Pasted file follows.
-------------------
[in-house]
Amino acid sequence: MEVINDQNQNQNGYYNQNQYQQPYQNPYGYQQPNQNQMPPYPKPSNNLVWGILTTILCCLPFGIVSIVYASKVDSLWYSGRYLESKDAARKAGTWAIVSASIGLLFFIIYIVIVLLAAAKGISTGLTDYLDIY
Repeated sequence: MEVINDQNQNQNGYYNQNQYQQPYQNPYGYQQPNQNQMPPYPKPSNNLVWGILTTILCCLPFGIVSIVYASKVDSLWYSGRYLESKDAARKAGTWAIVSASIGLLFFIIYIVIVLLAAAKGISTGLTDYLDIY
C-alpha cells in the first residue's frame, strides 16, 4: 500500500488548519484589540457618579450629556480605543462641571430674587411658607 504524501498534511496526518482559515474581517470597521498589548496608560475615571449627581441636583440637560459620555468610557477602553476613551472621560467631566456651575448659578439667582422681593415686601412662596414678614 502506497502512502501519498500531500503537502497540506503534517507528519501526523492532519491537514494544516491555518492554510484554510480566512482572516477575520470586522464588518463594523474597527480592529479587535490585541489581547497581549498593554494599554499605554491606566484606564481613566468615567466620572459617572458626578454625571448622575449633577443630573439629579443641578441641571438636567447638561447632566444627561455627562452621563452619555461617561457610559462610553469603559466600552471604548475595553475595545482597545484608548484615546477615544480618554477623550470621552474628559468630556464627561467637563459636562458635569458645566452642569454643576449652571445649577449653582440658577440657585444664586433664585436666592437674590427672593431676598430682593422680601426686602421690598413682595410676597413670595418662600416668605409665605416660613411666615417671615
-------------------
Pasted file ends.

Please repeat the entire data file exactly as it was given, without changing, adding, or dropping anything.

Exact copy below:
[in-house]
Amino acid sequence: MEVINDQNQNQNGYYNQNQYQQPYQNPYGYQQPNQNQMPPYPKPSNNLVWGILTTILCCLPFGIVSIVYASKVDSLWYSGRYLESKDAARKAGTWAIVSASIGLLFFIIYIVIVLLAAAKGISTGLTDYLDIY
Repeated sequence: MEVINDQNQNQNGYYNQNQYQQPYQNPYGYQQPNQNQMPPYPKPSNNLVWGILTTILCCLPFGIVSIVYASKVDSLWYSGRYLESKDAARKAGTWAIVSASIGLLFFIIYIVIVLLAAAKGISTGLTDYLDIY
C-alpha cells in the first residue's frame, strides 16, 4: 500500500488548519484589540457618579450629556480605543462641571430674587411658607 504524501498534511496526518482559515474581517470597521498589548496608560475615571449627581441636583440637560459620555468610557477602553476613551472621560467631566456651575448659578439667582422681593415686601412662596414678614 502506497502512502501519498500531500503537502497540506503534517507528519501526523492532519491537514494544516491555518492554510484554510480566512482572516477575520470586522464588518463594523474597527480592529479587535490585541489581547497581549498593554494599554499605554491606566484606564481613566468615567466620572459617572458626578454625571448622575449633577443630573439629579443641578441641571438636567447638561447632566444627561455627562452621563452619555461617561457610559462610553469603559466600552471604548475595553475595545482597545484608548484615546477615544480618554477623550470621552474628559468630556464627561467637563459636562458635569458645566452642569454643576449652571445649577449653582440658577440657585444664586433664585436666592437674590427672593431676598430682593422680601426686602421690598413682595410676597413670595418662600416668605409665605416660613411666615417671615